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Iran Cannot Stop Making Anti-Aircraft Weapons

November 2, 2022

Four countries are now producing too many anti-aircraft and anti-missile defenses: China, India, Iran, and Russia. Of the four Iran is the most persistent in its goal to attain self-sufficiency with multilayered systems. This means it can still rely on some imported parts but the completed weapons are made at home. During the 2010s—a single decade—the IRGC and the regular armed forces embraced as many as 15 new anti-aircraft weapons, nearly all of them are road mobile SAMs. But in late August this year an outdoor exhibition to showcase recent achievements of the military-industrial sector featured a new anti-aircraft system. (Pictured above.) This time it combined the local variety of Sidewinder missiles with a rotary cannon.

Iranian media identified it as the “Qasem” an obvious homage to the late IRGC-Quds Force leader killed by a US airstrike in Iraq. This shouldn’t be confused with another novelty—this time a ballistic missile—unveiled in 2020 as the “Haj Qasem” that could reach targets beyond a thousand kilometers away. But this Qasem is far from innovative; it’s a clear attempt to improve on the assortment of towed and mobile anti-aircraft artillery the armed forces have collected in the past 60 years, dating back to the late Pahlavi era. (This includes Soviet vintage ZSU-23-2, the S-60, the KS-19, and the AK-630—to name a few models reproduced by Iranian factories.)

Since the 2000s rotary cannons with high rates of fire have preoccupied the Defense Industries Organization (DIO), the vast state-owned conglomerate responsible for equipping the ground forces, and these are often featured at exhibitions whether in smaller calibers or larger ones; the naval AK-630 is an six-barrel weapon chambered for 30mm rounds and its Iranian analog was at the same exhibition as the Qasem. As for the Qasem it appears the US-made Vulcan cannon on the M167 VADS was repurposed for an alternate towed carriage but it’s now combined in a turret with a pair of Sidewinders. (The magazine for the cannon is the drum installed above it.) The US-made AIM-9X Block II, when it’s converted to the SAM role, is suited for the NASAMS and other launch systems. The Iranian take on the Sidewinder appears to be a direct copy of the AIM-9B from more than half-a-century ago. The choice of armaments on the Qasem makes it suited for defending sensitive locations from aerial threats, especially when coordinated with other anti-aircraft artillery such as the ZSU-23-2 and the Oerlikon—both are reproduced in Iran along with their ammunition.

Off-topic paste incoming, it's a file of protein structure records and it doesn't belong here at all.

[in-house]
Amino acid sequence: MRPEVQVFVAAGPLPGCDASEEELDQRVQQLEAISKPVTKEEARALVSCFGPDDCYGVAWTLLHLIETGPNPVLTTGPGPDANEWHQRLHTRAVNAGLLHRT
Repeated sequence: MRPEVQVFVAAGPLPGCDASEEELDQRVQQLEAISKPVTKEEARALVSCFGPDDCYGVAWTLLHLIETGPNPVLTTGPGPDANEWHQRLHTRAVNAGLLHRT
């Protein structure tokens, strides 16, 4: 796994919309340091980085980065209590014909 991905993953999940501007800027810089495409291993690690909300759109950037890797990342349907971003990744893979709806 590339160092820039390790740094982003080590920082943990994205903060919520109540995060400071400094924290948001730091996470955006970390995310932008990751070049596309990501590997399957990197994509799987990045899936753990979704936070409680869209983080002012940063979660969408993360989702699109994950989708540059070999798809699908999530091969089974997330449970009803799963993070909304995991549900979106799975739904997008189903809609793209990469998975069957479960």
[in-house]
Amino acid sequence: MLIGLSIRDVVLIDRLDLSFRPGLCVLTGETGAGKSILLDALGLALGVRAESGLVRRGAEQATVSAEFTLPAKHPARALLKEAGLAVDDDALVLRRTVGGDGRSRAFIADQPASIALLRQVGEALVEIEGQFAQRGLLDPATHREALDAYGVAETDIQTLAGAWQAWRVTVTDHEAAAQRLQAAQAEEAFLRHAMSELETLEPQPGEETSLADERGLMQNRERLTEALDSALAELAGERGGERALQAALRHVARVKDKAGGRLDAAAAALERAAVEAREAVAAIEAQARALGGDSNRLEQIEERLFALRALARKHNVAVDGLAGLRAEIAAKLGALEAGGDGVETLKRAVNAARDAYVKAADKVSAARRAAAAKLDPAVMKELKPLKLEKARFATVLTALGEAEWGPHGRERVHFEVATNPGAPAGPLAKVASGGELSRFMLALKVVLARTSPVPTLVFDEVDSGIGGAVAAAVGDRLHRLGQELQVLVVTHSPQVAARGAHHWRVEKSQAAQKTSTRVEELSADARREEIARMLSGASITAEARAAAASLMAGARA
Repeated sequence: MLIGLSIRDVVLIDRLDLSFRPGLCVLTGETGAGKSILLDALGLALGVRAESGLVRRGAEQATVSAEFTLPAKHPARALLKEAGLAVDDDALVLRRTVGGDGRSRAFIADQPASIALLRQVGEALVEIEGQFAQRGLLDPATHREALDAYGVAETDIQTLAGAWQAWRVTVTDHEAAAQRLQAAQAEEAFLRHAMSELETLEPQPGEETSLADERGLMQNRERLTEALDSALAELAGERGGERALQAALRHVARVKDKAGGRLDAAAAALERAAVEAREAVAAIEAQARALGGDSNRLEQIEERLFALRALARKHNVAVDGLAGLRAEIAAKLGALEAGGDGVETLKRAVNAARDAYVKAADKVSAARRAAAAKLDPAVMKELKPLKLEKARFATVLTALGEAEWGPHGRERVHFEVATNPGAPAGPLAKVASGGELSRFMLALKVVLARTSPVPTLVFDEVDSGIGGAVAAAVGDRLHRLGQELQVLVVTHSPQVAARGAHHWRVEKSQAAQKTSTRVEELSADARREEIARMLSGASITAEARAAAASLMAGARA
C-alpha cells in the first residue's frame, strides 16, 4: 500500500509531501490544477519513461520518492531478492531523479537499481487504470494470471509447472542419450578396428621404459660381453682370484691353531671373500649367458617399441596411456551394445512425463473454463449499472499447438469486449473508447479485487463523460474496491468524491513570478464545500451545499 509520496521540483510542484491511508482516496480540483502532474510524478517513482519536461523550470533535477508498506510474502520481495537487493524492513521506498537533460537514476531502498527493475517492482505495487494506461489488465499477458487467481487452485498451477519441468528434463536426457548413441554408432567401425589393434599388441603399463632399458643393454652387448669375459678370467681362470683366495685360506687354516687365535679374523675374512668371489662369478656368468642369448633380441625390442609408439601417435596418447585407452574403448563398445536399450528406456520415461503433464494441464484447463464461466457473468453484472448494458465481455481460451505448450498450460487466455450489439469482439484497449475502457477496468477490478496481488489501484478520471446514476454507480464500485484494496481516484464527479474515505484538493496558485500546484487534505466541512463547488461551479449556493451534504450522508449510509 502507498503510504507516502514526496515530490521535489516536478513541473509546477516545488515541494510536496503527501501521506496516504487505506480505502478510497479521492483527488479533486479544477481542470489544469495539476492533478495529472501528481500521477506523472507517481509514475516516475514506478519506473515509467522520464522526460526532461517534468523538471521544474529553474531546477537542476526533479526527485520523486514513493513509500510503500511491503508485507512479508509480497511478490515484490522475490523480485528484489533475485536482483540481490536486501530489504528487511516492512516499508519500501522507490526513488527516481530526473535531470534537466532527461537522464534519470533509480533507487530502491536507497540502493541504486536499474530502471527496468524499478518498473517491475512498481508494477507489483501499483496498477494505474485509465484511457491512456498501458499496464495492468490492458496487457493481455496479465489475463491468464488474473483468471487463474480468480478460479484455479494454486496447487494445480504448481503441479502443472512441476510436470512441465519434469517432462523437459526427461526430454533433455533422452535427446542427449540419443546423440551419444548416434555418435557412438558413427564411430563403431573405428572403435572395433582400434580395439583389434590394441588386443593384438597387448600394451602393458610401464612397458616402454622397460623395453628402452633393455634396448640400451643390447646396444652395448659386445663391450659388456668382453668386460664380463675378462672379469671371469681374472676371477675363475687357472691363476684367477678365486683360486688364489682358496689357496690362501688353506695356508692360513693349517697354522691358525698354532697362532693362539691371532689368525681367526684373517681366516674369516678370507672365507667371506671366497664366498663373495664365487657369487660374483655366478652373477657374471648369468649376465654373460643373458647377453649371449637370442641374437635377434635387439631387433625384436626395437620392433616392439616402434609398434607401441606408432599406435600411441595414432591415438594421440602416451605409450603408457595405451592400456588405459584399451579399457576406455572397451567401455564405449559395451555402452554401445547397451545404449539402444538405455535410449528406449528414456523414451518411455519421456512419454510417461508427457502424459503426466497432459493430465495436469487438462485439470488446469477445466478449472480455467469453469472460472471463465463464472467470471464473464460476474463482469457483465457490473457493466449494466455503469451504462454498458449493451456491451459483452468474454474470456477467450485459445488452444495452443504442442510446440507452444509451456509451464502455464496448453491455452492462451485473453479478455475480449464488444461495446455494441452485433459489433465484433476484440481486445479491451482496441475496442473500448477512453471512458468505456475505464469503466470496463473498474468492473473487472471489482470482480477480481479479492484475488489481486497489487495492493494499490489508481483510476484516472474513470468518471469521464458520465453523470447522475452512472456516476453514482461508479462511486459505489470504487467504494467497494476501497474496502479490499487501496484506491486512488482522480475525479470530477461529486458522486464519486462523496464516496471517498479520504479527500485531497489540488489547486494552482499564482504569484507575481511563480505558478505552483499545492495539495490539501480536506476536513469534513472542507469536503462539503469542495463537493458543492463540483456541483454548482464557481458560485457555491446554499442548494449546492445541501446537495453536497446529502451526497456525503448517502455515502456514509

The intriguing part about the Qasem is how it’s networked with other units to form layered defenses. There’s little to go on here except that Iran’s military-industrial sector is invested in producing radars locally at the same scale as anti-aircraft weapons. The carriage of this air defense system, by the way, is based on the same one as the Oerlikon, which is a very popular towed anti-aircraft weapon in the Middle East, and the DIO has experimented with the Oerlikon before. At its public outing in August there was a separate monopulse doppler radar that may or not be paired with the Qasem set up next to it. Whether or not the Qasem is meant to be rolled out in large numbers can’t be ascertained but the DIO maintains active production lines for many different anti-aircraft systems. The Qasem’s prospects as an export are easier to judge: the DIO and the defense ministry have gone all out in showing off military products in different venues abroad. The Iranian Sidewinder itself is export approved in either air-to-air or surface-to-air variants.

The Iranian military-industrial sector’s constant dabbling in anti-aircraft systems is now so unpredictable it’s not clear if the Qasem will soon evolve into something else. The choice of a towed carriage or trailer is rather strange since there have been enough successful adaptations for anti-aircraft artillery on a large vehicle. In fact, it’s possible to mount this whole thing on the bed of a pickup truck.

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